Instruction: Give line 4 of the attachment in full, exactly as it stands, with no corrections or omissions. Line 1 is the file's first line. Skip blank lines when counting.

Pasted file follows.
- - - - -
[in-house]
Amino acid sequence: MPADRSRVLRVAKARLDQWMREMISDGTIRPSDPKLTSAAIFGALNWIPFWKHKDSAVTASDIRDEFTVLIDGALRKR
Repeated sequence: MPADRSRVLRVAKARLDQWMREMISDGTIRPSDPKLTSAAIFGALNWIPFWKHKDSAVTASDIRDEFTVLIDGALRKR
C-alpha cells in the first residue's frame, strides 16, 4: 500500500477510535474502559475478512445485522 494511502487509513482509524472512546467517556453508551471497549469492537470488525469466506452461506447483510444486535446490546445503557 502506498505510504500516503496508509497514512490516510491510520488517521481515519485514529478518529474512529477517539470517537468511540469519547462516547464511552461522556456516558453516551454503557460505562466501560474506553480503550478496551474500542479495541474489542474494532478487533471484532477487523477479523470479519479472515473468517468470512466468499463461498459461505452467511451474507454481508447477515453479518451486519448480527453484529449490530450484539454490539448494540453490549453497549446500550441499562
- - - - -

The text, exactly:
C-alpha cells in the first residue's frame, strides 16, 4: 500500500477510535474502559475478512445485522 494511502487509513482509524472512546467517556453508551471497549469492537470488525469466506452461506447483510444486535446490546445503557 502506498505510504500516503496508509497514512490516510491510520488517521481515519485514529478518529474512529477517539470517537468511540469519547462516547464511552461522556456516558453516551454503557460505562466501560474506553480503550478496551474500542479495541474489542474494532478487533471484532477487523477479523470479519479472515473468517468470512466468499463461498459461505452467511451474507454481508447477515453479518451486519448480527453484529449490530450484539454490539448494540453490549453497549446500550441499562